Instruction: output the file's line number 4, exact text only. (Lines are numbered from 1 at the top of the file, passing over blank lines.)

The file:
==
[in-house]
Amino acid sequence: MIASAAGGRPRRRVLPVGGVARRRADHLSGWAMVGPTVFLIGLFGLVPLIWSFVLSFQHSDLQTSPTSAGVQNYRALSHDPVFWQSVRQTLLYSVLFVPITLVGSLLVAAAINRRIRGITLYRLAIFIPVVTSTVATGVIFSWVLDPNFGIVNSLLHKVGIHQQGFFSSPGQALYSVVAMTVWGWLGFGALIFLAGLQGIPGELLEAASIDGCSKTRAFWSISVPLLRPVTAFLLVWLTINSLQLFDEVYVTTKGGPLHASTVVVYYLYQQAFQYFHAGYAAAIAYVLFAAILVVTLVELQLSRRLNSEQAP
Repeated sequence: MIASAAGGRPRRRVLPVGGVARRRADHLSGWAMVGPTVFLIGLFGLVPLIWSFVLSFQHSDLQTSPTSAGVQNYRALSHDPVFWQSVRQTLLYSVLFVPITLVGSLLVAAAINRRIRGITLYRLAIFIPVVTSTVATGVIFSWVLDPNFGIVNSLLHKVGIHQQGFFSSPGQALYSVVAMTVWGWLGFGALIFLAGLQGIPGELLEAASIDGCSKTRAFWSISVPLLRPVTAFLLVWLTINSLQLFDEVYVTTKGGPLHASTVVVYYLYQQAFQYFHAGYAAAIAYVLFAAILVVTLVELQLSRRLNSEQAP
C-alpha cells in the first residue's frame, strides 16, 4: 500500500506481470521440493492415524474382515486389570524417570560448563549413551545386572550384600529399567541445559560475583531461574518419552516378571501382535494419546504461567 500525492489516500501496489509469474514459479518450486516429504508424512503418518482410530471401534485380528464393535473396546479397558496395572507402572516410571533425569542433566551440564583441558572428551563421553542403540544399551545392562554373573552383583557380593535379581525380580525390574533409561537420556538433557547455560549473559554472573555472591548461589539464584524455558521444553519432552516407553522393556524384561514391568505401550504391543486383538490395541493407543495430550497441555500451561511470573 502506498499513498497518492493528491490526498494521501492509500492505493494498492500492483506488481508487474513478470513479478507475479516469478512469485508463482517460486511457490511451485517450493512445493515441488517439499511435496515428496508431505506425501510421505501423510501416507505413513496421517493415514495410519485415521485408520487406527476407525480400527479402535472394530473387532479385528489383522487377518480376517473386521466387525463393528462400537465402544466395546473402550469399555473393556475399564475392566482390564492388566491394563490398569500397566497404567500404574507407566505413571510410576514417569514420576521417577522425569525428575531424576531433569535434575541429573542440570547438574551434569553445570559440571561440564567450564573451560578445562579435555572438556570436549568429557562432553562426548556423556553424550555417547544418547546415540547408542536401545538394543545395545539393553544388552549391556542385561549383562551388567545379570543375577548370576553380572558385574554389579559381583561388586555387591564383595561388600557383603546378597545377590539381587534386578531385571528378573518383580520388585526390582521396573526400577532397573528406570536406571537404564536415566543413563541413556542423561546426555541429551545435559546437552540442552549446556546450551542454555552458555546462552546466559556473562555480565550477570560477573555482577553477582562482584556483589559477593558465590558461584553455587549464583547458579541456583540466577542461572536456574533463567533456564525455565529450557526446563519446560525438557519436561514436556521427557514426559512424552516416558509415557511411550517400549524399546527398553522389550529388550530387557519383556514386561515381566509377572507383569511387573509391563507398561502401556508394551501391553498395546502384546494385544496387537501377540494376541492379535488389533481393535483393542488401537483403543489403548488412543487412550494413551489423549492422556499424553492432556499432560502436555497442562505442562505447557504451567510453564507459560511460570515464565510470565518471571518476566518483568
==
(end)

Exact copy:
C-alpha cells in the first residue's frame, strides 16, 4: 500500500506481470521440493492415524474382515486389570524417570560448563549413551545386572550384600529399567541445559560475583531461574518419552516378571501382535494419546504461567 500525492489516500501496489509469474514459479518450486516429504508424512503418518482410530471401534485380528464393535473396546479397558496395572507402572516410571533425569542433566551440564583441558572428551563421553542403540544399551545392562554373573552383583557380593535379581525380580525390574533409561537420556538433557547455560549473559554472573555472591548461589539464584524455558521444553519432552516407553522393556524384561514391568505401550504391543486383538490395541493407543495430550497441555500451561511470573 502506498499513498497518492493528491490526498494521501492509500492505493494498492500492483506488481508487474513478470513479478507475479516469478512469485508463482517460486511457490511451485517450493512445493515441488517439499511435496515428496508431505506425501510421505501423510501416507505413513496421517493415514495410519485415521485408520487406527476407525480400527479402535472394530473387532479385528489383522487377518480376517473386521466387525463393528462400537465402544466395546473402550469399555473393556475399564475392566482390564492388566491394563490398569500397566497404567500404574507407566505413571510410576514417569514420576521417577522425569525428575531424576531433569535434575541429573542440570547438574551434569553445570559440571561440564567450564573451560578445562579435555572438556570436549568429557562432553562426548556423556553424550555417547544418547546415540547408542536401545538394543545395545539393553544388552549391556542385561549383562551388567545379570543375577548370576553380572558385574554389579559381583561388586555387591564383595561388600557383603546378597545377590539381587534386578531385571528378573518383580520388585526390582521396573526400577532397573528406570536406571537404564536415566543413563541413556542423561546426555541429551545435559546437552540442552549446556546450551542454555552458555546462552546466559556473562555480565550477570560477573555482577553477582562482584556483589559477593558465590558461584553455587549464583547458579541456583540466577542461572536456574533463567533456564525455565529450557526446563519446560525438557519436561514436556521427557514426559512424552516416558509415557511411550517400549524399546527398553522389550529388550530387557519383556514386561515381566509377572507383569511387573509391563507398561502401556508394551501391553498395546502384546494385544496387537501377540494376541492379535488389533481393535483393542488401537483403543489403548488412543487412550494413551489423549492422556499424553492432556499432560502436555497442562505442562505447557504451567510453564507459560511460570515464565510470565518471571518476566518483568